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A five-point reform plan

An operational summary of the Ikon monetary standard


Joseph Potvin of The Opman Company has sent me an “operational summary of the Ikon monetary standard and unit of account”, which I am pleased to share with visitors to this website. Thank you, Joseph, for going through the book so carefully and distilling the reforms it proposes in Part 4 to the global financial system (GFC). Comments are very welcome.

Robert Pringle defines the Ikon as a constant fraction of the total of tradable equity claims on real assets in the global economy, a globally diversified basket of shares selected to represent ownership of the world’s total invested assets. An Ikon would be an established fraction of the global equity market portfolio, so that its value would increase/decrease with growth/decline in economic activity. For example, one Ikon could initially be calibrated as, say, one trillionth of the outstanding value of all equity shares traded on all the world’s recognized stock markets.

In his proposal, currencies in circulation today would be convertible into Ikon units, and Ikon units will be convertible into bundles of shares, thereby providing money an anchor to the real economy that can be understood and monitored. Each currency would continue to circulate, but they would be defined to be fixed in terms of the Ikon’s diversified portfolio of claims on real assets. In practice, it is suggested that public and business trust in the Ikon’s maintenance monetary value would result in low demand for actual convertibility to shares.

These fixed values would be actively maintained by a currency board that operates much like the Hong Kong Monetary Authority which buys and sells HKD against USD within narrow margins. In this case, a board hosted by IMF or BIS would regulate the supply of Ikons by passively selling/redeeming shares on demand.

Participating central banks would hold Ikon accounts with the currency board which would sell/redeem Ikons for eligible assets such as government debt securities at the market value of the Ikon. Each central bank would remain free to suspend their membership in the Ikon system, and while outside they may revise their exchange rate relative to the Ikon and all other currencies.

The transition

Pringle outlines potential transition to an Ikon Monetary Standard Unit of Account in the following five steps:

1. In collaboration with BIS and the IMF participating central banks manage their exchange rates within increasingly narrow ranges to establish stability of expectations amongst households, companies, financial institutions and governments.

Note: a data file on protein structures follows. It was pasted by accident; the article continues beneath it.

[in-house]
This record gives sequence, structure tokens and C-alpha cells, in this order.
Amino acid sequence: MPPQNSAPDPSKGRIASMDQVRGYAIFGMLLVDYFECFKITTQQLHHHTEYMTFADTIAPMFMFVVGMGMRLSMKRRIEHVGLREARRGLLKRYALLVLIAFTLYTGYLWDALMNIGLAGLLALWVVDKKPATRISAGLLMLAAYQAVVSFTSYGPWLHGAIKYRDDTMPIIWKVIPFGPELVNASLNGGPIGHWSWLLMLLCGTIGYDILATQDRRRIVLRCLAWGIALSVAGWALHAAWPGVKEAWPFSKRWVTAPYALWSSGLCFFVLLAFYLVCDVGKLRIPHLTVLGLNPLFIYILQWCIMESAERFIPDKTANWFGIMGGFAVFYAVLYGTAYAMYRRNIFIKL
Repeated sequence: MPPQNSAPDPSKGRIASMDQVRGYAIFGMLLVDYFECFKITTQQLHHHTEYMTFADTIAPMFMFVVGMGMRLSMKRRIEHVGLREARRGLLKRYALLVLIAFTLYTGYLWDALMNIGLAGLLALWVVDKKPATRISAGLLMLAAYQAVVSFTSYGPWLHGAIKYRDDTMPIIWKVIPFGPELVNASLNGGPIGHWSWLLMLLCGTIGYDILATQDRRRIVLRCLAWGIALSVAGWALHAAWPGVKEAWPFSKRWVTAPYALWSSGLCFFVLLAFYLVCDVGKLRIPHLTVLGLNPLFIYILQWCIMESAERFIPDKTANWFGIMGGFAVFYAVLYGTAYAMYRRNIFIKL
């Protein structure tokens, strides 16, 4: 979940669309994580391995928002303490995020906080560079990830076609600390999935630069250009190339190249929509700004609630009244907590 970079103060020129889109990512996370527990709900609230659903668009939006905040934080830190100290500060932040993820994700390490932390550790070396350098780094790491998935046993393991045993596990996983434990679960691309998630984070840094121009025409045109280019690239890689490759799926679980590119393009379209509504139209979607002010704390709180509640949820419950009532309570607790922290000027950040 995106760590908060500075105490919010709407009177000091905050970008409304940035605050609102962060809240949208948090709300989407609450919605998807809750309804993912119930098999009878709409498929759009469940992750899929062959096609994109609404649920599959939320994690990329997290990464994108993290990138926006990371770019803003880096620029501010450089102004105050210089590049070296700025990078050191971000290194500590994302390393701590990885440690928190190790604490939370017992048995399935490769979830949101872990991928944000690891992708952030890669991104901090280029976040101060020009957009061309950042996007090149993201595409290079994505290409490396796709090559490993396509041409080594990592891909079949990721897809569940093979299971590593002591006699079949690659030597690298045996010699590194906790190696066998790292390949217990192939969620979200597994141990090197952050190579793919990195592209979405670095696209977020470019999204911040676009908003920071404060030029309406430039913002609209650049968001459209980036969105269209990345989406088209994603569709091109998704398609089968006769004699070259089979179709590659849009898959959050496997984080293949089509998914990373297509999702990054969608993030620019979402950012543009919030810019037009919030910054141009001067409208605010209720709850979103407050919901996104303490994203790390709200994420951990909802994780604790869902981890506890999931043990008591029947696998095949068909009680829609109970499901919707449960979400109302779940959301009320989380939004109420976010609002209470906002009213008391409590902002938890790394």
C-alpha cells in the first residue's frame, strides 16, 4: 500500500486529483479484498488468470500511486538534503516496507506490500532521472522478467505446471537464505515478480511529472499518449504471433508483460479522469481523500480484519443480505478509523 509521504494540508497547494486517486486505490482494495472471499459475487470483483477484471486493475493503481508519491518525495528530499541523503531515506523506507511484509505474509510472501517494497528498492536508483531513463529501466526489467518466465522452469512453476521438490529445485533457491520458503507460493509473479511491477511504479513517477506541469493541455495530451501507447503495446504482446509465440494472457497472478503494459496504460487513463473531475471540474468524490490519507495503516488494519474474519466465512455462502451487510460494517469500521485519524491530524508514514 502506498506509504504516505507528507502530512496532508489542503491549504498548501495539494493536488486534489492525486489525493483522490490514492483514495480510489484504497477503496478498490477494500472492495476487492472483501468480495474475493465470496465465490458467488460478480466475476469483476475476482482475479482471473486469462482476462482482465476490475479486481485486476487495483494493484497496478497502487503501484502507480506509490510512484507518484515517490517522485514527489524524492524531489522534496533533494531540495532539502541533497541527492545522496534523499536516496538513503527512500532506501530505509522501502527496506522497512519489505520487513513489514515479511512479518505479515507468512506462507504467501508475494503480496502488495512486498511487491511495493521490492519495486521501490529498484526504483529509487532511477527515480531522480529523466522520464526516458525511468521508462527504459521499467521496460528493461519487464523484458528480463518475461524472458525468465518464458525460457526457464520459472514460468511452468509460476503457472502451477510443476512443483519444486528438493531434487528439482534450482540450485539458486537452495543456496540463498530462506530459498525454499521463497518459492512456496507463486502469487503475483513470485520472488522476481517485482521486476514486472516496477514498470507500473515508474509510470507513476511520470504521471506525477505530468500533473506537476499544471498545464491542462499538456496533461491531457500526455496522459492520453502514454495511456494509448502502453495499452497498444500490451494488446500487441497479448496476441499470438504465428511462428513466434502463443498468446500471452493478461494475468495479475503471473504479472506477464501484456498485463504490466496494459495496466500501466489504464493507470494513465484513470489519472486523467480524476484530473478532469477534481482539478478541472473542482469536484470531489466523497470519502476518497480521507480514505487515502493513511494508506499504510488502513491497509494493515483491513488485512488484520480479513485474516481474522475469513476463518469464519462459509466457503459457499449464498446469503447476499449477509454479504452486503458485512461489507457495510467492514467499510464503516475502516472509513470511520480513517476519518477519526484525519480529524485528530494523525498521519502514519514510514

2. Participating central banks agree on a common temporary anchor for their currencies, which could take the form of targeting a common price measure or basket of commodities, or even gold alone.

3. Bank assets within all currency zones are converted into (redefined as) investments in securities held by mutual funds, i.e. as direct investments in the real economy. Liabilities become shares, wherein risks are borne by the investor (depositor). Since bank deposits would now be claims on the portfolio of assets held by each bank, depositors would earn a return tied to the performance of the portfolio. Making payments from such an account would require the transfer of a varying amount of units, depending on the value of the fund at the time (as with money market funds).

4. The temporary anchor is replaced by an agreement under an international treaty, which defines the Ikon’s globally diversified basket of tradable equity claims on real assets in the recognized exchanges of the global economy, based upon existing information systems in place at each exchange. The treaty would include a regulatory structure to ensure full transparency of assets held by mutual funds.

5. Potentially, as part of the treaty, banks would simply be redefined as consultancies or marketing firms selling a diversity of mutual funds registered as Ikon (real property funds; private equity funds; commercial paper funds; residual mortgage funds; small and medium enterprise funds; inflation-indexed funds). Banks would compete with each other, and depositors select the portfolios in which they wish to invest, from the range of options. Managers of these funds would be compensated with a percentage of the fund’s assets. Brokers would not be able to take positions as principals in the trading activities. Cash would be accessed through cash mutual funds that only hold cash assets — in effect, balances at the central bank.